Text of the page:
What’s next for planetary exploration?
Some of the biggest questions at the moment are in astrobiology, which we deal with in some of the episodes in this new series.
That question: “is there life?” particularly on Mars and/or some of the icy moons in the Solar System, is at the forefront.
And that’s what the Europa Clipper mission is designed to look at.
It’s also designed to scope out landing sites on Europa to try and understand whether it might be possible to get a spacecraft into its subsurface ocean.
When you speak to the planetary science community, if you think about the outer Solar System, yes we’ve completed the initial reconnaissance, but we’ve only been at these planets for a few hours.
Uranus and Neptune, plus Pluto; we’ve just flown straight past. Then consider the incredible, detailed analysis of Jupiter and Saturn that we’ve seen.
For example we’re now beginning to suspect that the rings of Saturn might be extremely young.
This is a very recent discovery, partly driven by the final few orbits Cassini made, when it performed its dives in between the rings and the planet.
That allowed us to characterise the mass of the rings and begin to understand their evolution.
They may be only tens of millions of years old. So it’s a question of detail; getting orbiters out to the outer planets.
One of the next big missions would be to Saturn’s largest moon Titan.
In one episode we focus on Titan, which is a planetary-sized moon with a very thick atmosphere.
It has a liquid water ocean below the surface, and has the most complex organic chemistry of any body in the Solar System other than Earth.
There’s a plan to put what is essentially a helicopter drone onto Titan, and the gravity is a ninth of Earth’s gravity, and its atmosphere is denser than Earth’s.
So I think that astrobiology is going to be the focus of the next two big NASA missions.
Beyond that I’d like to see orbiters around Neptune, in particular.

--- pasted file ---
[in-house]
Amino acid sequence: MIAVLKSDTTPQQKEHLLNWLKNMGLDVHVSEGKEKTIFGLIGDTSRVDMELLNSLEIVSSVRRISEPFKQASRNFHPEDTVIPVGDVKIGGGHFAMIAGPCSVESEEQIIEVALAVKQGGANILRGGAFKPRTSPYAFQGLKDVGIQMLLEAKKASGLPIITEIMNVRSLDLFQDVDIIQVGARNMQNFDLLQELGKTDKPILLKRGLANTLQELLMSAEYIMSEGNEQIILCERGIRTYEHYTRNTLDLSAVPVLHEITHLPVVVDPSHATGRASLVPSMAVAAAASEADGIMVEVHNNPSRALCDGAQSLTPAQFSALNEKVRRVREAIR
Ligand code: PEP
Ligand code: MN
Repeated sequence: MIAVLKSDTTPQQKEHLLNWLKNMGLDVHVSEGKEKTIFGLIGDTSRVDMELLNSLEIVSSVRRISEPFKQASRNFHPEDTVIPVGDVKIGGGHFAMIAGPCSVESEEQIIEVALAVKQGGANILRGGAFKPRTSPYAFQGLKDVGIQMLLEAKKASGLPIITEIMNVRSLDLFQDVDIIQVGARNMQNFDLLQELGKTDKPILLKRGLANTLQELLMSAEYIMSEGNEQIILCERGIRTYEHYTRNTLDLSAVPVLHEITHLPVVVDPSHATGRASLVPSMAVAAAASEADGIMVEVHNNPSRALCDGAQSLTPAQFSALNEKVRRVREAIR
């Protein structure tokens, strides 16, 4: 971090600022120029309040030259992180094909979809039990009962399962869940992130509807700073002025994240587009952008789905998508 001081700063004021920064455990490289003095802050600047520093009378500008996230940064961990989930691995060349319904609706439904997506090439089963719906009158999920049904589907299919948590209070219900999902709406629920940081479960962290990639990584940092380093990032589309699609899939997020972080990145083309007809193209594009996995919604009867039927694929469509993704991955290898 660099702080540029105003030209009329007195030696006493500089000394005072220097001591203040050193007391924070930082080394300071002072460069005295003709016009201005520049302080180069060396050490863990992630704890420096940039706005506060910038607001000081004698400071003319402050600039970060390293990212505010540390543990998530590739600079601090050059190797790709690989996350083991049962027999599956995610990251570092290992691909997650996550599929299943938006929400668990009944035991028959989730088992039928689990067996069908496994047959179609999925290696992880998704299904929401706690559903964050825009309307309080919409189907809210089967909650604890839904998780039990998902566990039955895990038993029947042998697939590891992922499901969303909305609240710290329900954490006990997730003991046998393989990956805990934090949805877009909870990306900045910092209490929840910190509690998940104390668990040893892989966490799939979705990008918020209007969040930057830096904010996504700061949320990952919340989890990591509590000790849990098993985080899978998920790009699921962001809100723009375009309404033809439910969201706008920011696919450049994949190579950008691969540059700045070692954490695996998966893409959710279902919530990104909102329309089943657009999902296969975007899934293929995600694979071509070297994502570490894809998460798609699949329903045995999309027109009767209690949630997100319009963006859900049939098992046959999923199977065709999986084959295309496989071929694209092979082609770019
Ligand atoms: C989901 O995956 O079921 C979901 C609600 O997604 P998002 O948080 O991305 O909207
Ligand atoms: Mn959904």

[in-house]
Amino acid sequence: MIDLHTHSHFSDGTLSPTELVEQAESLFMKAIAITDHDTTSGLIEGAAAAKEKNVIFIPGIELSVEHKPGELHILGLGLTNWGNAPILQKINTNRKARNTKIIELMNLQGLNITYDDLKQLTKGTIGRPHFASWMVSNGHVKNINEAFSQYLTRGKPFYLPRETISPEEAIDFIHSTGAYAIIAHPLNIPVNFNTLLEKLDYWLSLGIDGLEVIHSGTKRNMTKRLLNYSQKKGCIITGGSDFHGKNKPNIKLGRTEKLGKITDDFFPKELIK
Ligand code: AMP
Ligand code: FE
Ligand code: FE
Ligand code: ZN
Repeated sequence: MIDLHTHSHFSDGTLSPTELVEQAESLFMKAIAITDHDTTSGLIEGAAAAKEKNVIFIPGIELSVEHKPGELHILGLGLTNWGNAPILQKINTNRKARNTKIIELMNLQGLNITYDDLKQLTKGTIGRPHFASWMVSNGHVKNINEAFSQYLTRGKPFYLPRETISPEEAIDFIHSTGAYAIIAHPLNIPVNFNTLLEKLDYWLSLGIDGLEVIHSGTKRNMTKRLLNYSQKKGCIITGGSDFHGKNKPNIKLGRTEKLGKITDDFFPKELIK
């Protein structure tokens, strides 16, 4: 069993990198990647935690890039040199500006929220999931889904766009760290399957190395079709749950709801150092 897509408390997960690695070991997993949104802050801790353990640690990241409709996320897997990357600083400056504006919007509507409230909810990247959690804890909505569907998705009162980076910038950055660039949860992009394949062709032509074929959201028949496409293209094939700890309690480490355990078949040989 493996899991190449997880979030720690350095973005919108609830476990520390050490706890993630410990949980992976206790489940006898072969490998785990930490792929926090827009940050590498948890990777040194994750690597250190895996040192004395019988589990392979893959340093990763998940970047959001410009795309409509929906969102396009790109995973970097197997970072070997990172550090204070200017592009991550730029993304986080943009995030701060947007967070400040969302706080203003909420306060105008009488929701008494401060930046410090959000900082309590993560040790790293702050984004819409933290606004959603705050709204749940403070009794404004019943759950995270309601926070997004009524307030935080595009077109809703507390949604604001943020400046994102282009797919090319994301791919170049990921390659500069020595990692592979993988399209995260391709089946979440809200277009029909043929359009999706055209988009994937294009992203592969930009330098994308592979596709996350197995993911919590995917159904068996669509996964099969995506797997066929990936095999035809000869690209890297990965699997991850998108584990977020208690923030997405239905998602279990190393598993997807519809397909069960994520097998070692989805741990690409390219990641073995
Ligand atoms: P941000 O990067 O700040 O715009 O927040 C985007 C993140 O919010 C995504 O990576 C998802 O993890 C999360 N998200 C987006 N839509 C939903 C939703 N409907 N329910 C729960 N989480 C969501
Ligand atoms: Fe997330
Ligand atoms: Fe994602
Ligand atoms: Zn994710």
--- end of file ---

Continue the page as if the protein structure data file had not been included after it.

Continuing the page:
I think there’s a lot of pressure to put an orbiter around the outermost planet, but it’s very difficult to do.
How do you decide what to focus on in each episode?
When you make a series about the planets, there’s a temptation to make each episode about a planet, but then of course you’d have to make eight; nine if you want to include Pluto.
So you end up with themes, and in the Jupiter episode we put across the theme that we live in a system.
The episode is about Jupiter, but also about the system. Some of the other episodes in the series are very much focussed on the planets themselves.
The gas giants are particularly interesting because of their moons. Saturn’s moon Enceladus is an interesting world.
This is a small icy moon of Saturn with activity. It’s got liquid water below its surface; almost certainly hydrothermal vent systems on the floors of its oceans, and so the chemistry that we think might have led to the origin of life on Earth is present on that moon today.
Do you think there are any ethical questions with colonising Mars and potentially contaminating it?
If there are microbes on Mars, we do not want to contaminate it with Earth microbes.
There’s a scientific reason for that, which is that if there is life there we’d like to see whether there was a second genesis, or whether there was just one genesis on Earth or Mars.
We know that organic material can be transferred between planets. So contaminating Mars would ruin the science.
In terms of the ethics, the question is ‘how important are microbes?’ They’re important scientifically of course.
But there’s also the argument that intelligent civilisations are likely extremely rare and valuable, and cannot survive for long on a single planet.
There’s a philosophical trend that has been there since about the 1950s I think, or even before; the idea that we as a species need to see ourselves as a spacefaring species that has access to resources beyond Earth.
I think that we have to be very careful from a scientific perspective about damaging potential ecosystems on Mars, and we are very careful.
We take it very seriously. But at the same time, I don’t think this can stop us from going to Mars.
It is the only place we can go beyond Earth. In any plausible scenario, there is nowhere else that humans can go to begin their steps outwards from Earth, other than Mars and the Moon.
There may or may not be Martians, and we need to find out, but there will be Martians if we are to have a future. At some point, we will be the Martians.
We can’t stay on Earth forever. The great challenge on Earth at the moment is to manage an expanding population that is confined to a very small planet, putting a lot of pressure on the resources that are here.
The Planets is currently screening on BBC 2. For dates and times, or to catch up with previous episodes, visit the programme’s official website.